Few issues loom larger on the state public policy agenda than Medicaid – the critically important public health insurance program for low income children, seniors, and people with disabilities (as certified by a doctor). At last count, the number of people served by Medicaid was nearly 1.8 million and rising along with the unemployment rate. Medicaid’s budget is one of the largest in state government – second only to the overall budget for education. [Continue Reading...]
State lawmakers will receive a report on the state of the mental health system Wednesday and the news is mixed at best, some improvements in the troubled system along with startling reminders of the huge problems that remain. [Continue Reading...]
The recent report about the rising cost of Medicaid from the N.C. Center for Public Policy Research has some sobering news for policymakers, most notably that the rapid growth of the state’s aging population will spur even more increases in Medicaid spending and significantly increase the percentage of the state budget that will pay for the program. [Continue Reading...]
If it is true that the first step in solving a problem is admitting you have one, then maybe things are finally beginning to turn around for the state’s troubled mental health system. [Continue Reading...]
Every day at the General Assembly brings another piece of the compelling case for lawmakers to raise revenue this session and resist the calls to address the $4 billion budget shortfall with cuts alone. [Continue Reading...]
One media exposÃ© after another has highlighted the flawed implementation of North Carolinaâ€™s much ballyhooed 2001 effort at mental health reform. These exposÃ©s have given many state officials heartburn as they picked up their morning paper or watched the evening news. [Continue Reading...]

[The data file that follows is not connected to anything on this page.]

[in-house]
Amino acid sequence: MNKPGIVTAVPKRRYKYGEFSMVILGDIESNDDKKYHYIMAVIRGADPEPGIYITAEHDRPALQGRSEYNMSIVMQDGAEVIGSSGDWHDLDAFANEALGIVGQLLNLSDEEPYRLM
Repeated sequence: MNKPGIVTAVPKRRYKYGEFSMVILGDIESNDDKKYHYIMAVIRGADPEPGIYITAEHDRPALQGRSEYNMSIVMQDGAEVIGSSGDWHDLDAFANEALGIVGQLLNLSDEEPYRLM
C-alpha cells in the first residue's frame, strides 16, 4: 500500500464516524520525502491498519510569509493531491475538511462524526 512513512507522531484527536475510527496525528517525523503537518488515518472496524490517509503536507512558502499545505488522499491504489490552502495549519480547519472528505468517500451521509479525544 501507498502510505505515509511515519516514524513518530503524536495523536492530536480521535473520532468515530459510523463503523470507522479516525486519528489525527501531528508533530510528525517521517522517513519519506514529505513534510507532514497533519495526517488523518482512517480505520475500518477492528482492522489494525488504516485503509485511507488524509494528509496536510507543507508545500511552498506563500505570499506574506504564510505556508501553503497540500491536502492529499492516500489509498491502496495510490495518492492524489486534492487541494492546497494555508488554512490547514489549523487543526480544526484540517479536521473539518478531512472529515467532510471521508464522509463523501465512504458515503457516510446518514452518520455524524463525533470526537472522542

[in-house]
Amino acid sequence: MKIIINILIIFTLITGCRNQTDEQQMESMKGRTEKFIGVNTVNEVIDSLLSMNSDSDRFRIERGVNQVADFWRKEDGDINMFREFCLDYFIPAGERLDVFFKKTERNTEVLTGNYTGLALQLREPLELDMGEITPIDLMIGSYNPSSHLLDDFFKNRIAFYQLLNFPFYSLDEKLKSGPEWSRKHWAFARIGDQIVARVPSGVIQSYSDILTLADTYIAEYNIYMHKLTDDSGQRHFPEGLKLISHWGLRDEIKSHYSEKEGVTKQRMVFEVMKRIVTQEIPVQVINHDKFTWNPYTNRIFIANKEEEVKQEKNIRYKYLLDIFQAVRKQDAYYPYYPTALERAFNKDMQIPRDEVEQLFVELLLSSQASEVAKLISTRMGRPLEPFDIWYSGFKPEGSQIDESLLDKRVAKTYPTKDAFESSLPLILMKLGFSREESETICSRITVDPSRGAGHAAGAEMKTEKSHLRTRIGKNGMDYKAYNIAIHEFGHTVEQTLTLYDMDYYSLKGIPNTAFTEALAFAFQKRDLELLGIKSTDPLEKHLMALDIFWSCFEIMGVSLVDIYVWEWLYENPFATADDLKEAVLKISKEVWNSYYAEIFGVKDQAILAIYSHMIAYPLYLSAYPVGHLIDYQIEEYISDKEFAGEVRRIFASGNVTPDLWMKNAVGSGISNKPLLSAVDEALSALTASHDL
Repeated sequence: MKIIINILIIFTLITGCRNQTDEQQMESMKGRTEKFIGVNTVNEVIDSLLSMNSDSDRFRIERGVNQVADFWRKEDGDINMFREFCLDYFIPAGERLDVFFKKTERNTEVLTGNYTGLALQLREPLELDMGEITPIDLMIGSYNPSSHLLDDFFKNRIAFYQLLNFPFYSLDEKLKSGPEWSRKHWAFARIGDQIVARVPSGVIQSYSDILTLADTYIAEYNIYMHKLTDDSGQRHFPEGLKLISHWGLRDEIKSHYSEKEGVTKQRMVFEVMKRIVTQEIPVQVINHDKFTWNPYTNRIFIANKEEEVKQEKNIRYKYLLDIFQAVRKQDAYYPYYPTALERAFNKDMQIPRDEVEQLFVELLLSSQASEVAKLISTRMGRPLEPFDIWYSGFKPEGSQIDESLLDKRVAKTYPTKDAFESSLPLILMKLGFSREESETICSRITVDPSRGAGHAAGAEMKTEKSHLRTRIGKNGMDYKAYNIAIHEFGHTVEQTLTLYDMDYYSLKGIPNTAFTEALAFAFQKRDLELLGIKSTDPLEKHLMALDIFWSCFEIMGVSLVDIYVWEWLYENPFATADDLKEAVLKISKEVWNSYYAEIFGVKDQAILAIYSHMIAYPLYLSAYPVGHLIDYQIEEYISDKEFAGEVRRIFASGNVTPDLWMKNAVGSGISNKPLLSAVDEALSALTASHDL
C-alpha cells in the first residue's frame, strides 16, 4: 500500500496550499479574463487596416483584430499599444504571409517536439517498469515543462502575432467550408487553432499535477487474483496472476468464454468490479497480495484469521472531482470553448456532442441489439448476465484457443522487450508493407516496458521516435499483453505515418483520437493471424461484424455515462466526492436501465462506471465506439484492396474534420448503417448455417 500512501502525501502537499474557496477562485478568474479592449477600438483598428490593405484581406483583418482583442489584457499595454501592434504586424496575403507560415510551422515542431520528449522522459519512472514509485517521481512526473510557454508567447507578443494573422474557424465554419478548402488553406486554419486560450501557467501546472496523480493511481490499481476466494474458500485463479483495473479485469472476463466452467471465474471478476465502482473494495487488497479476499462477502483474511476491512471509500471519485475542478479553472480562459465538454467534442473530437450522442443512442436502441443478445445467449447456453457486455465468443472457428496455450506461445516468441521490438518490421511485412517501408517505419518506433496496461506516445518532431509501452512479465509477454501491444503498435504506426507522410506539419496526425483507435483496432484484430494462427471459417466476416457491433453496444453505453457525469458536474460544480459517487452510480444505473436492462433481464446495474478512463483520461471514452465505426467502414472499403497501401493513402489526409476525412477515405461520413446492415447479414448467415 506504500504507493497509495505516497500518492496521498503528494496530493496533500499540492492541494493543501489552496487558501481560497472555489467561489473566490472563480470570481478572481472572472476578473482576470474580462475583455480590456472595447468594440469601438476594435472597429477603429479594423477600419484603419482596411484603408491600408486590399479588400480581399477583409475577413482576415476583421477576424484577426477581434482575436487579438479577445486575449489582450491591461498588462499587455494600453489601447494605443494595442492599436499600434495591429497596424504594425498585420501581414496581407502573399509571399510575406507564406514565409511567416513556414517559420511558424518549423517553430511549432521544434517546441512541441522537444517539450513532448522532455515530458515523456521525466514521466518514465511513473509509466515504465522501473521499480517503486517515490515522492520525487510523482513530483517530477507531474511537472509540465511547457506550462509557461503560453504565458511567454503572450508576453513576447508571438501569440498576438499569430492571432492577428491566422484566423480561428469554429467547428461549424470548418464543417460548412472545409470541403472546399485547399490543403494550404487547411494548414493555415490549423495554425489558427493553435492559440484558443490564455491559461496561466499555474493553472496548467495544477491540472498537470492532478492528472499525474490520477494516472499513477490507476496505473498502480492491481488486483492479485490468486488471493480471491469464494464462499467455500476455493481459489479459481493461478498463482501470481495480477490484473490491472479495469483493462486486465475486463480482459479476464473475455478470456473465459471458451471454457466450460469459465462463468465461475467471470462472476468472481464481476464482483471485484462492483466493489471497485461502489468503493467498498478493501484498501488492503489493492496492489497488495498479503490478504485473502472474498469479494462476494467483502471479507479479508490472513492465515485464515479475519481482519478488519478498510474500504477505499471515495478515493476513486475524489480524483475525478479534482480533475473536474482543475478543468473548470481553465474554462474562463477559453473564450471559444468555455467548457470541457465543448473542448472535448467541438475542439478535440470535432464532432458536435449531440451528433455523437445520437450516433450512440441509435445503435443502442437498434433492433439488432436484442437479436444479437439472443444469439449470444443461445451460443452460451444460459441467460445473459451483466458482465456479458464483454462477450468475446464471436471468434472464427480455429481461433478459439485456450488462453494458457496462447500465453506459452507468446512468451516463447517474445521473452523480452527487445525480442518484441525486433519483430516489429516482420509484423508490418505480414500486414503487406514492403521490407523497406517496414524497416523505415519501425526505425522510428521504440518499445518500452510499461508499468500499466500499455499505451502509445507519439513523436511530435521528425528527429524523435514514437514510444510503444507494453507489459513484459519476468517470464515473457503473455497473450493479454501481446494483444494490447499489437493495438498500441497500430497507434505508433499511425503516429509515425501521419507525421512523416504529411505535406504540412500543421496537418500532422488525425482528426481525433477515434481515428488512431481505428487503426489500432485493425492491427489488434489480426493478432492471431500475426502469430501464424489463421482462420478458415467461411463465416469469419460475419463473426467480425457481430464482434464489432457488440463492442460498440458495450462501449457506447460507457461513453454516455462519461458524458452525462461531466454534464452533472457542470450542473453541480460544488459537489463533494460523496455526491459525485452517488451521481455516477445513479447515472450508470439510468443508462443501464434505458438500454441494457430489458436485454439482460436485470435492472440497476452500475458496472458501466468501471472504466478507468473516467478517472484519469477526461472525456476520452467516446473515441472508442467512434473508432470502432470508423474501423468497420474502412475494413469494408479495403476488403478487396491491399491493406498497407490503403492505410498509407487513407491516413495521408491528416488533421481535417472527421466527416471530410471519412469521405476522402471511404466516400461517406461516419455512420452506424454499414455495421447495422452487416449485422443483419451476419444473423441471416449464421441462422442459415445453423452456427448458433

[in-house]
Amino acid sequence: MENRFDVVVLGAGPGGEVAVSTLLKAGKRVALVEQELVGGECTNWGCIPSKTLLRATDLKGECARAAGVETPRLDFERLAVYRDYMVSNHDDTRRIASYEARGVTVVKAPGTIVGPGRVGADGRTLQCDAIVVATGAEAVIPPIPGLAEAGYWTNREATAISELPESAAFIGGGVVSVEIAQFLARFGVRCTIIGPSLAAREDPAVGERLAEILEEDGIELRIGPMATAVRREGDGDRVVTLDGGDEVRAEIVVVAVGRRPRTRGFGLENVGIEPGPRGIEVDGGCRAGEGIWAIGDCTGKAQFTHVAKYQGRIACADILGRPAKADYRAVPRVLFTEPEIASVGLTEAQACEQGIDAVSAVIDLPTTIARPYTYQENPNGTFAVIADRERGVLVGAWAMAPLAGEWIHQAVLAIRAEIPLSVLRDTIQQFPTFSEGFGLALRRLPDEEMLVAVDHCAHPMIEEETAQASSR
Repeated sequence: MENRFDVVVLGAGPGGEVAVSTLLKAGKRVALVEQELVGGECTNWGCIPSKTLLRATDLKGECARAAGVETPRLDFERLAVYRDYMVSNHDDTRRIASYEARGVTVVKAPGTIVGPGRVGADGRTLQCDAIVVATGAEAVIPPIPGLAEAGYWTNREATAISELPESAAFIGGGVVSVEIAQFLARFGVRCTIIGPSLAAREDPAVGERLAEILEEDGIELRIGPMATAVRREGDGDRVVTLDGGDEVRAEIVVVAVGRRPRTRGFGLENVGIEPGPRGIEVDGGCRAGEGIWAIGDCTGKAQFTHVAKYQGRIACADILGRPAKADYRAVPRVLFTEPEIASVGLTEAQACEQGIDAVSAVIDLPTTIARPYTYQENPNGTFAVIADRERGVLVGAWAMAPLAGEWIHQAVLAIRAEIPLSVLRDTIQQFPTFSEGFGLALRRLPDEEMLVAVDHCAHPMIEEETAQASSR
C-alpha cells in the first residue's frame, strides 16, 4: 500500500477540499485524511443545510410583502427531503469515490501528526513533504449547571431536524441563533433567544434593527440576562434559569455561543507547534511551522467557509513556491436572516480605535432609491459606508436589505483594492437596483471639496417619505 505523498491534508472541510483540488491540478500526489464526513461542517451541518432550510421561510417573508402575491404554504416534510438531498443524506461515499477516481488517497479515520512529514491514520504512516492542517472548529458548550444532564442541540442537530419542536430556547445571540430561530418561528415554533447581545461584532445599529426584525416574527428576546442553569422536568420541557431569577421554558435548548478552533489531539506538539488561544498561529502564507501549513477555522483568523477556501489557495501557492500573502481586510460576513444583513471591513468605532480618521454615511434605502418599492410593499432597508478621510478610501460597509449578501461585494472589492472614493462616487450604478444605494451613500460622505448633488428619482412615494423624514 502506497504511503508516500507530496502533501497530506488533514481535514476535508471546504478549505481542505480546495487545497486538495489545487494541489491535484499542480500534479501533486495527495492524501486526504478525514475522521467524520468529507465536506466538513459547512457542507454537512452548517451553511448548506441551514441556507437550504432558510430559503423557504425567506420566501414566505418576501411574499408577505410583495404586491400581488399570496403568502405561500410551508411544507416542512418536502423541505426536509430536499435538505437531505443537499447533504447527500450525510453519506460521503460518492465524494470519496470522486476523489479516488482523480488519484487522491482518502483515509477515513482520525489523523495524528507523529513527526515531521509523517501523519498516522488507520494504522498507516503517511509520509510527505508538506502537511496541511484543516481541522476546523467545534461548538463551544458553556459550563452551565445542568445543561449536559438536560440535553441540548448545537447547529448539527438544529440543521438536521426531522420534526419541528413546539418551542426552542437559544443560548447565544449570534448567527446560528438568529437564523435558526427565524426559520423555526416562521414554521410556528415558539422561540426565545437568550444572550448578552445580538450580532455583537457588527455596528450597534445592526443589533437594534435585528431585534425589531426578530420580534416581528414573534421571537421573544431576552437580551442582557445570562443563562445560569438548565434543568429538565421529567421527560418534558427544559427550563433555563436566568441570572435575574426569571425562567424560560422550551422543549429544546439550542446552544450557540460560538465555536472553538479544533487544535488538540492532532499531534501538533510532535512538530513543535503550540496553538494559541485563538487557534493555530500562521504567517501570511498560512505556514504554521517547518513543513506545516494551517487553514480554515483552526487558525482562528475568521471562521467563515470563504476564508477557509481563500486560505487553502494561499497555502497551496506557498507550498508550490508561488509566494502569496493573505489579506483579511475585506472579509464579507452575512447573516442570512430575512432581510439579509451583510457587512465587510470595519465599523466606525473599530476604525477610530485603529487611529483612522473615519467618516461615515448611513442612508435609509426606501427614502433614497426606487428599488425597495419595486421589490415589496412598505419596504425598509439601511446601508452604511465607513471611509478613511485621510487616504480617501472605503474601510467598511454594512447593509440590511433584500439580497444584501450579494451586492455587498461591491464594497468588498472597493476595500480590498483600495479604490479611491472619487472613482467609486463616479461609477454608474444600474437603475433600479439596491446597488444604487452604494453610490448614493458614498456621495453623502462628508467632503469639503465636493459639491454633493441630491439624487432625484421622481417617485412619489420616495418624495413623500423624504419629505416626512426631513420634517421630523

Dix TRO heralds a welcome sea change in the debate over mental health, developmental disabilities and substance abuse
There are a lot of wonderful groups and individuals in North Carolina who work in the world of mental health, developmental disabilities and substance abuse. For decades, a variety of doctors, nurses, therapists, family members of patients, care providers, housing providers, advocacy groups, journalists and patients themselves have worked hard to reform and modernize our public systems for serving these vulnerable populations.
The far right’s latest ill-informed complaint about human services spending
–Raleigh’s News & Observer ran a “Point of View” column this past week by a staffer over at the state Republican Party annex known as the J.W. Pope Civitas Institute. According to the author, North Carolina social “safety net” spending is out of control. Here’s the gist of his flawed reasoning:
Consider the following basic difference between modern progressives and the market fundamentalist right.
For most progressives, the world is a complex and imperfect place in which humans struggle to address the problems that confront them – both individually and collectively. In this worldview, society makes use of public and private structures (government and the market) as part of an ongoing effort to build a better, freer, healthier, and fairer world.